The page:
“When stocks crash, gold goes down initially” and “The big money has left the stock market.”
Gold goes down initially…
April 25 (King World News) – Jim Rickards noted this regarding today’s takedown in the gold market: When stocks crash, gold goes down initially as weak hands sell gold (mostly futures) to conserve cash to meet margin calls on stocks. The strong hands take a beat, then buy when the smoke clears. That’s the start of a long, steep gain…
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The Big Money Has Left The Stock Market
Jason Geopfert at SentimenTrader: Key points:
- A semi-annual poll of large money managers shows that they are pessimistic on stocks
- This is the 2nd-lowest bullish reading in the survey’s 23-year history
- Stocks tend to perform much better when these managers are optimistic
The Big Money is fleeing stocks again
The latest semi-annual poll of large money managers from Barron’s showed a sharp drop in bulls. The survey represents the attitudes of hundreds of managers with influence over hundreds of billions of dollars under management.
While half of them were optimistic about the prospects for stocks last October, only a third of them are now. That’s the 2nd-lowest percentage of bulls in the survey’s history, next to October 2019, when only 27% of managers were bullish.
Even though they’re not optimistic, they still expect the S&P 500 to gain nearly 9% from mid-April through December. That’s par for the course – they almost always expect the S&P to gain about 7% over the next six months.
The percentage of bears rose, so the net difference between bullish and bearish managers plunged from +38% to only +11%, again the 2nd-lowest reading in 23 years.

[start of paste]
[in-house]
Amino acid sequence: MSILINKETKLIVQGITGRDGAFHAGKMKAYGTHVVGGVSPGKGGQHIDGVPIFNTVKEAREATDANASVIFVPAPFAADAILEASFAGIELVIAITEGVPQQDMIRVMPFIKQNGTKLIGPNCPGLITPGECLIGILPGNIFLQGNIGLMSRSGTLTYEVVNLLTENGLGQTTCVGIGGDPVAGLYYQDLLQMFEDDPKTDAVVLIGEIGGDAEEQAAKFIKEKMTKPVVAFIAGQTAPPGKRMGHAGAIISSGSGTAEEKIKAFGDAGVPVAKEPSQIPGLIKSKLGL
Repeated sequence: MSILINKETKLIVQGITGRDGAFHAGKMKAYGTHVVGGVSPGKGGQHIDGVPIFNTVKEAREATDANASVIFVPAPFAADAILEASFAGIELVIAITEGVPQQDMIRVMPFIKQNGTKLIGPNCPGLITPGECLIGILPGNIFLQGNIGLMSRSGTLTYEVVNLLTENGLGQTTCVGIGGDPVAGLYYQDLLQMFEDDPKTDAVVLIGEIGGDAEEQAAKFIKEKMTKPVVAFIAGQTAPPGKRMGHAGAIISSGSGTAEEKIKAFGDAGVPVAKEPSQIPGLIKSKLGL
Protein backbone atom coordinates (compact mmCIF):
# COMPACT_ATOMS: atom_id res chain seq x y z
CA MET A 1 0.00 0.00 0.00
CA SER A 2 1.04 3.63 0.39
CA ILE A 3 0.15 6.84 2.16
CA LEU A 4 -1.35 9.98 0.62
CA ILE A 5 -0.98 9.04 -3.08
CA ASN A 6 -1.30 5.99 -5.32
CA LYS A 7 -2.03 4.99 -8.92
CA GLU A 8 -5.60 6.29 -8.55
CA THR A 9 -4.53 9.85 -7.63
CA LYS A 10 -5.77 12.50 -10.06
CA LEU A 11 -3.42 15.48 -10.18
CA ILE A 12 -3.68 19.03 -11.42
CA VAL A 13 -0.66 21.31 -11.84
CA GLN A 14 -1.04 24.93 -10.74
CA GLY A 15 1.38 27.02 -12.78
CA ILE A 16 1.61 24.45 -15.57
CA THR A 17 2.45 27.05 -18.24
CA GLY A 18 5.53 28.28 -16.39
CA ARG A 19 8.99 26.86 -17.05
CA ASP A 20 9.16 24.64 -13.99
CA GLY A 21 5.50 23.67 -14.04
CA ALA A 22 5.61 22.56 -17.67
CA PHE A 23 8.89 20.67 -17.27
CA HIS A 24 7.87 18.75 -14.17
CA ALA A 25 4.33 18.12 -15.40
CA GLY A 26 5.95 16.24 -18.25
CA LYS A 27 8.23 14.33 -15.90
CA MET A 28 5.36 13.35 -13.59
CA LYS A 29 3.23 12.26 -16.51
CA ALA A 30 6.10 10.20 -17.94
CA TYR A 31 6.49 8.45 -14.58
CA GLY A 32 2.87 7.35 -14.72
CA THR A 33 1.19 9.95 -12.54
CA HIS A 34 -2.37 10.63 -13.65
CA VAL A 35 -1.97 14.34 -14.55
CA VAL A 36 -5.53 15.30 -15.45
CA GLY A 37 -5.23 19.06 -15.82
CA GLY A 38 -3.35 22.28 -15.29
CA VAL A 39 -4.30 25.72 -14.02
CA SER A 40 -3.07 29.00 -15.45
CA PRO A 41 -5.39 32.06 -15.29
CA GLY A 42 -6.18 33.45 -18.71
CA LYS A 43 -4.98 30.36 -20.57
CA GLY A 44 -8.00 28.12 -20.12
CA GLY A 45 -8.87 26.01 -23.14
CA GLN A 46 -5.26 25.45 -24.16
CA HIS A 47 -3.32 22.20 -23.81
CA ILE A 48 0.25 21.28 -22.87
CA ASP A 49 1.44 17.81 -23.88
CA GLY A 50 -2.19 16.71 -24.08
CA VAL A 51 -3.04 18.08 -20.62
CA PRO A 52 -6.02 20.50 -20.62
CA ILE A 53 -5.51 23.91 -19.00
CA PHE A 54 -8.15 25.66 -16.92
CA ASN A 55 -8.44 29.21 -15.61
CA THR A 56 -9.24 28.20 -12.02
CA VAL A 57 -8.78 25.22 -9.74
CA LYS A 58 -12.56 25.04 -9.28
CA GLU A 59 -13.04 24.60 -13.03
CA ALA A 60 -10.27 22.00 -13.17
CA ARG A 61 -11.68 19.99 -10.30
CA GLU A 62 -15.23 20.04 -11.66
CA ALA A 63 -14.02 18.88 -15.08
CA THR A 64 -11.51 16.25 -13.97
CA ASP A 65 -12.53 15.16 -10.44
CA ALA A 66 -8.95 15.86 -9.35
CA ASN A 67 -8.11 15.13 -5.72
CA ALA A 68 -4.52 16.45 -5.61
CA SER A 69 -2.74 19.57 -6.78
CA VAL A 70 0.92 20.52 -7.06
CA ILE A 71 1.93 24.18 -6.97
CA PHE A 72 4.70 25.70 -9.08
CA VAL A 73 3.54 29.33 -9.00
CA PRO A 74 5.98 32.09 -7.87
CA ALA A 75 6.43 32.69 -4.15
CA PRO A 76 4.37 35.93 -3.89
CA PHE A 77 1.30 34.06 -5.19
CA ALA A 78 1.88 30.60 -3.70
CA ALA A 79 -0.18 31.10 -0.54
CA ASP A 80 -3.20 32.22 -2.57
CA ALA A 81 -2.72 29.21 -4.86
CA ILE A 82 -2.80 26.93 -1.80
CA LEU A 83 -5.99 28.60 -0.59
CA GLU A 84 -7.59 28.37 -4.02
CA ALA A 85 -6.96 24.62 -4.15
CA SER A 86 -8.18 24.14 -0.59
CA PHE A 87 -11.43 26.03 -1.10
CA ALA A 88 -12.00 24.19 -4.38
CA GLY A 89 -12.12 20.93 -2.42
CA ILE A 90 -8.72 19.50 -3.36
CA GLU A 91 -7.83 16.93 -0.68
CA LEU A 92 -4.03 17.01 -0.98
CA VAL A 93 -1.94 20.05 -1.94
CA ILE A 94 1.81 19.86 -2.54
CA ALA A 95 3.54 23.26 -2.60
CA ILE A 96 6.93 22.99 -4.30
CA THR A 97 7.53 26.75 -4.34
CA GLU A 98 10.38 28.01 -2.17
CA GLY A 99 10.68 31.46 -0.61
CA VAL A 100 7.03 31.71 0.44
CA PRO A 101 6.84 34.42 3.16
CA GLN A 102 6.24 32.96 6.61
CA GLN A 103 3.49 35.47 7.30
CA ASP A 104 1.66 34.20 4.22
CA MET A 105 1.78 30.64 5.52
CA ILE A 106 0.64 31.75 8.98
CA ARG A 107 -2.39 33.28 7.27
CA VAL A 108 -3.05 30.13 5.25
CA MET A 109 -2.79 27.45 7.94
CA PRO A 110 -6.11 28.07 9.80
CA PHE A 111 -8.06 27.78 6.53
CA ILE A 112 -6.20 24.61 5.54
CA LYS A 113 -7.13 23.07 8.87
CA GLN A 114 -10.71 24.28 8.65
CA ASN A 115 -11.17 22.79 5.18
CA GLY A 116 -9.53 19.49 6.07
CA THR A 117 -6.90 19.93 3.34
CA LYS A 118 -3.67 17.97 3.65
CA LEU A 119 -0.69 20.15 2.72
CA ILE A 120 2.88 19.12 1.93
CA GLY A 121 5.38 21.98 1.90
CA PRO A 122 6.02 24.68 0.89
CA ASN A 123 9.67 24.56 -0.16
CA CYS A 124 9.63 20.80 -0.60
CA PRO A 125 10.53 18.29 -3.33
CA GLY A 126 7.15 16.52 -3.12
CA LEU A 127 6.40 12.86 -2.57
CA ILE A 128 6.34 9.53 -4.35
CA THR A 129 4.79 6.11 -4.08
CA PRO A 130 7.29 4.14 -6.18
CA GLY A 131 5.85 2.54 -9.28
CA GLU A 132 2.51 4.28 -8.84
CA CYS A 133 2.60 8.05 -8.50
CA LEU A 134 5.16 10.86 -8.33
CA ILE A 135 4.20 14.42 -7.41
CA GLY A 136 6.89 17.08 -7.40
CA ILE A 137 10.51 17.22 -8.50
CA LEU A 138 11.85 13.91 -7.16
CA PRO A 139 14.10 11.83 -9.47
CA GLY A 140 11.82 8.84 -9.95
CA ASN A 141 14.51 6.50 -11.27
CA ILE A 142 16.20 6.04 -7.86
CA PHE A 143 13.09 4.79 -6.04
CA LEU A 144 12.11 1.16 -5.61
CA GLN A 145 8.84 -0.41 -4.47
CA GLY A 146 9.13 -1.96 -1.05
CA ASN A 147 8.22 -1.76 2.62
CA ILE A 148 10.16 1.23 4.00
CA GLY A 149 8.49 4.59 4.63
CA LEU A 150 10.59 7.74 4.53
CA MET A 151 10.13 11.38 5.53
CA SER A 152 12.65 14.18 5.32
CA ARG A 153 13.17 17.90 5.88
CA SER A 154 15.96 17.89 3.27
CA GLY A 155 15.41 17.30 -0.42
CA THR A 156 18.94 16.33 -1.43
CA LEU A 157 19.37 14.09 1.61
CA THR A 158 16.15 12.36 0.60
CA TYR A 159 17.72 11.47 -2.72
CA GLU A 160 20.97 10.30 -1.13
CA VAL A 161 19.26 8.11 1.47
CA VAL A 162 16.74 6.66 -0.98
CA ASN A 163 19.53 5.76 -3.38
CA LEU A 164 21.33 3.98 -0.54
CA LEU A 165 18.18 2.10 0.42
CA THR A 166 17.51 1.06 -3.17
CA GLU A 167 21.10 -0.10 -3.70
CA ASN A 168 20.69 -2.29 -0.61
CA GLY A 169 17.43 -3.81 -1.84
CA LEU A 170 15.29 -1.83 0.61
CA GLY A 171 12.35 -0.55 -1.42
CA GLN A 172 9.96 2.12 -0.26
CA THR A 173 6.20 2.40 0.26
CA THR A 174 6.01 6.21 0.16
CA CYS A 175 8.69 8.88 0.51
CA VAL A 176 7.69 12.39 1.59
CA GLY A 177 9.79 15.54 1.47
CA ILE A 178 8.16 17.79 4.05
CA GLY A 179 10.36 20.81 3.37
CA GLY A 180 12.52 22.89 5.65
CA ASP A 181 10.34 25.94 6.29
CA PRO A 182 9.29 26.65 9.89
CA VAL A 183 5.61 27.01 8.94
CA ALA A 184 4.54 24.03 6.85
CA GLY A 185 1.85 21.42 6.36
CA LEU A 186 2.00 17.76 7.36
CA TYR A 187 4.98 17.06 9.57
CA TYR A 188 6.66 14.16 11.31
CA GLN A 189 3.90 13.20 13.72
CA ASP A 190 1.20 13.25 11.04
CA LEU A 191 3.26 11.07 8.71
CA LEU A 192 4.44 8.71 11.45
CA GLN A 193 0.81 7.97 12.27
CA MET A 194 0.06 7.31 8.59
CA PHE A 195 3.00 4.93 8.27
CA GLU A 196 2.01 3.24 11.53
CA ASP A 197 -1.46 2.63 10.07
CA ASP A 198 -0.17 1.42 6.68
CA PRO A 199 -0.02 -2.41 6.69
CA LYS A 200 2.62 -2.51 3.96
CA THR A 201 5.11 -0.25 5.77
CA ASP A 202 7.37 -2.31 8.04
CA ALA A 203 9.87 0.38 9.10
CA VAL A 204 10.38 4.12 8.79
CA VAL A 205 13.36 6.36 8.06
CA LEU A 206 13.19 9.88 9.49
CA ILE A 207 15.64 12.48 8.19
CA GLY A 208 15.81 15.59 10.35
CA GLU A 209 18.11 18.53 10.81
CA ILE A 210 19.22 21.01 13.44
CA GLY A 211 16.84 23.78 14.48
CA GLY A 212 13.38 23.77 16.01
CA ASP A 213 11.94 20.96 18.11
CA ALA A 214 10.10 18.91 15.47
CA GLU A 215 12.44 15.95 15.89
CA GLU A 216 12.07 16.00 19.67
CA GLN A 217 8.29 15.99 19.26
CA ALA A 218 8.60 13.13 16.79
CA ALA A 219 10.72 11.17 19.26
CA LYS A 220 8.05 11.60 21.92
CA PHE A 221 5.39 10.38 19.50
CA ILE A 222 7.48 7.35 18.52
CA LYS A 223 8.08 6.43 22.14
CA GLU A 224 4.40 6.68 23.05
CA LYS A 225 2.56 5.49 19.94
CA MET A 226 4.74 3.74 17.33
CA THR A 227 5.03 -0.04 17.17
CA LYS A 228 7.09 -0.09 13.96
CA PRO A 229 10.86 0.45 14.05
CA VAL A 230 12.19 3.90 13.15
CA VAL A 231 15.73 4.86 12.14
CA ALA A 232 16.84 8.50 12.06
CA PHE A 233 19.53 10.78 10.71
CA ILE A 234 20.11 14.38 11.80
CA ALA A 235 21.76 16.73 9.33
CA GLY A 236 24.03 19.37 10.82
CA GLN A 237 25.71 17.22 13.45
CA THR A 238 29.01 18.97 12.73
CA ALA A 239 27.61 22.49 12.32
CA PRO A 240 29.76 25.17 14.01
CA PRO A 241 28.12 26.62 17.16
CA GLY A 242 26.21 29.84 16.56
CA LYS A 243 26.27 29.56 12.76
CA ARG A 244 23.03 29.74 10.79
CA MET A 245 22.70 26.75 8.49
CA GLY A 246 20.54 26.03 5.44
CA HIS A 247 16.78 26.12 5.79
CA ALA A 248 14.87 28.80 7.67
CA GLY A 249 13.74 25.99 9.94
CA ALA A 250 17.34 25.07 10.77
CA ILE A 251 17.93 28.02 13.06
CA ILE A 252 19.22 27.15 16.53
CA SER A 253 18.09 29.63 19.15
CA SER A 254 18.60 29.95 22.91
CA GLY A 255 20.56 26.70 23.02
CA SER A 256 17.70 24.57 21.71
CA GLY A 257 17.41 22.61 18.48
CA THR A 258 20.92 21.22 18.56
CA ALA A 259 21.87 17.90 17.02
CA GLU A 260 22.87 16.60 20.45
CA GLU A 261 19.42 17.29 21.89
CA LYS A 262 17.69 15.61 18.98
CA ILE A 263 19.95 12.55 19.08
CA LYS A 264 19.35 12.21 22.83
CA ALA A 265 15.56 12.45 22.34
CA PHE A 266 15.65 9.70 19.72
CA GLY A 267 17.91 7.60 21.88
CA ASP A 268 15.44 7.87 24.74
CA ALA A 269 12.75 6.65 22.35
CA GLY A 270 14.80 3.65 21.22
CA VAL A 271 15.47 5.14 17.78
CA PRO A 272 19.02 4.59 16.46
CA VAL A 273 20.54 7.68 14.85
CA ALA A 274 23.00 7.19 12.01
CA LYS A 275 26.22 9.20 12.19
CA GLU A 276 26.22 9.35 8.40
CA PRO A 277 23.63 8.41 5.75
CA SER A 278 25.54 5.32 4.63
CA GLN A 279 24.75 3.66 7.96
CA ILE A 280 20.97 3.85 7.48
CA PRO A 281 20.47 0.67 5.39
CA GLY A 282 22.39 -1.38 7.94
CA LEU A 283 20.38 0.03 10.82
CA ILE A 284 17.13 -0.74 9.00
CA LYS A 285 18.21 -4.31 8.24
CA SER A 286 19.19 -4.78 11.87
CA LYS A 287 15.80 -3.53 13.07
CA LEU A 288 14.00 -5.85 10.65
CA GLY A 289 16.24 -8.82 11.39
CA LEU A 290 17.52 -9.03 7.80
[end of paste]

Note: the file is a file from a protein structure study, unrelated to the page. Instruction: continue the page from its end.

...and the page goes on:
…What the research tells us…
Investors always seem to have a knee-jerk contrarian response to any survey of other investors. Maybe it’s an inherent need to feel superior to others, even though the vast majority are trend-followers when actually putting money to work. People want to feel superior, but they need to be comforted by a crowd. When it comes to the kinds of large money managers surveyed by Barron’s, there is compelling evidence that we should avoid this tendency in ourselves and not take their current pessimism as a sign that we should feel more optimistic. Quite the opposite, in fact. If those with influence over such large piles of money do not feel inclined to buy the dip, then stocks tend to struggle much more than when those people are feeling better about things. Add this to the pile of recent headwinds…To subscribe to Jason Goepfert’s fantastic work at SentimenTrader CLICK HERE.
***To listen to legend Rob Arnott discuss raging inflation and what to expect in major markets around the world CLICK HERE OR ON THE IMAGE BELOW.
***To listen to Alasdair Macleod discuss collapse in the West and the fact that Asia wants to escape the collapse by backing their currencies with commodities, including gold as well as what this will mean for the price of gold CLICK HERE OR ON THE IMAGE BELOW.
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